As I follow FakeGate's trajectory, on its way to being another instructive crash-n-burn for the global warming industry's zealots, I see a pretense in certain quarters that Peter Gleick — who I suspect is preparing another shoe for dropping, involving the provenance of the fake memo he touted as real — was operating somehow outside of what is deemed acceptable for his movement. Which is facially absurd upon even a moment's scrutiny of those other quarters, in which he is being lionized.
But I also was reminded of my own experience with the reality that Greenpeace long made a practice of taking peoples' trash, on a regular (in my case, and the case of then-White House aide Phil Cooney, weekly) basis.
I first learned of it when they were shopping my garbage around the Washington press corps, had it affirmed and began to have some fun with them. Washington Post, National Journal, and Roll Call, to my knowledge, passed on the non-story, so Greenpeace got creative, and enlisted the help of David Adam, then with the Guardian. In Gleick-like style he mocked up a story around my trash, without calling me, cobbling together snippets from unrelated emails to tell a story they wanted to tell. Without quite telling the whole story, of course.
It's who they are and what they do.
And so with this experience I opened Red Hot Lies, whose full title surely resonates: "How Global Warming Alarmists Use Threats, Fraud and Deception to Keep You Misinformed":
Greenpeace Steals My Trash
It was spring. Young men's hearts turned to fancy. And Greenpeace started stealing my trash.
I noticed that my garbage was getting collected much more efficiently than normal — and at about midnight. I also noticed that soon, private memos of mine were showing up in the media, revealing a secret cabal I orchestrated from my basement. At least, that's how London's left-wing Guardian wrote the story, cobbled together from unrelated, offal-smeared notes plucked from my refuse and promptly handed over to them. If I ever questioned the hippies' dedication to their cause, no more: in those summer months of mystery trash disappearance I had rededicated myself to strict obeisance of local requirements to collect the weekly out- put of my two large breed dogs.
“You too!?” howled the amused wife of a White House aide when we realized we were experiencing the same, selectively hyper-efficient, midnight garbage service. Apparently Greenpeace was just certain that her husband, who in fact hardly spoke to me, was part of my cabal.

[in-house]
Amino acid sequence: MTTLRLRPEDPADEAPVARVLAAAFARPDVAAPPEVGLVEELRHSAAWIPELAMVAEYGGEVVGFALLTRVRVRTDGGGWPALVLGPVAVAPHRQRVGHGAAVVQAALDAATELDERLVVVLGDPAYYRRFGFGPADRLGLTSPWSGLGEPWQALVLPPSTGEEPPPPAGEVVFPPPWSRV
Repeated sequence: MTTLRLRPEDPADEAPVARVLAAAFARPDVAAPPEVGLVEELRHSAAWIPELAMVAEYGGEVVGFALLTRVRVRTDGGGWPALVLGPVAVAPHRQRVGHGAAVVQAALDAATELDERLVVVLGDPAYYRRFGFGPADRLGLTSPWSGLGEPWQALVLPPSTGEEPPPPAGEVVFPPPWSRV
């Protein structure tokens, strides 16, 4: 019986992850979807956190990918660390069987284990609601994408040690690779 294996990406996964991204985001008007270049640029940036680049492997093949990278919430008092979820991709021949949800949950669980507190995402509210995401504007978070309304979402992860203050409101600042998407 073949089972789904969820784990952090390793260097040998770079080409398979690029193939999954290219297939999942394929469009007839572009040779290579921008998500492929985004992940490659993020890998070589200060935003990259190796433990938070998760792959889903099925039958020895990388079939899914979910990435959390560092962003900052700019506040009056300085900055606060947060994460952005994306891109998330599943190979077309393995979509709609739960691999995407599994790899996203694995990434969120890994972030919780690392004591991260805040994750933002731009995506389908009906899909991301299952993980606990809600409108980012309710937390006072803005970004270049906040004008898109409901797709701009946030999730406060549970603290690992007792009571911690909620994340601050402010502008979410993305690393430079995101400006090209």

Soon, European Greenpeace franchises were issuing press releases in German about who had lunch with me in Brussels, and spinning phony tales to Spanish newspapers of secret meetings I supposedly had with pretty much anyone they found problematic.
I had arrived. If they would spend so much energy to beat me up, I must be important, right?
But I soon learned from others that this is standard operating procedure for the global warming industry — and they often do much worse things. They have ruined careers, blacklisted scientists, knowingly spread lies about dissenters, called for the imprisonment of skeptics, and used government pressure to cut off rivals' funding. One associate has had the lug nuts on his tires secretly loosened when his rejection of climate orthodoxy became public.
Which got me thinking: shouldn't the public know about this? Are these tactics consistent with the environmentalists' image as philanthropic, self-sacrificing, earth-lovers? Doesn't their desperation reflect a fundamental weakness in the truth of their arguments and the soundness of their proposals? Wouldn't the media expose such tactics by the other side?
Isn't it relevant to the debate about global warming — what to do about global warming — that the alarmist side engages in this systematic campaign consisting of intimidation and threats, wheels falling off cars, abuses being inflicted on schoolchildren, demands of censorship, revising history, and telling flat-out lies?
Well, yes. People should know. And now they will.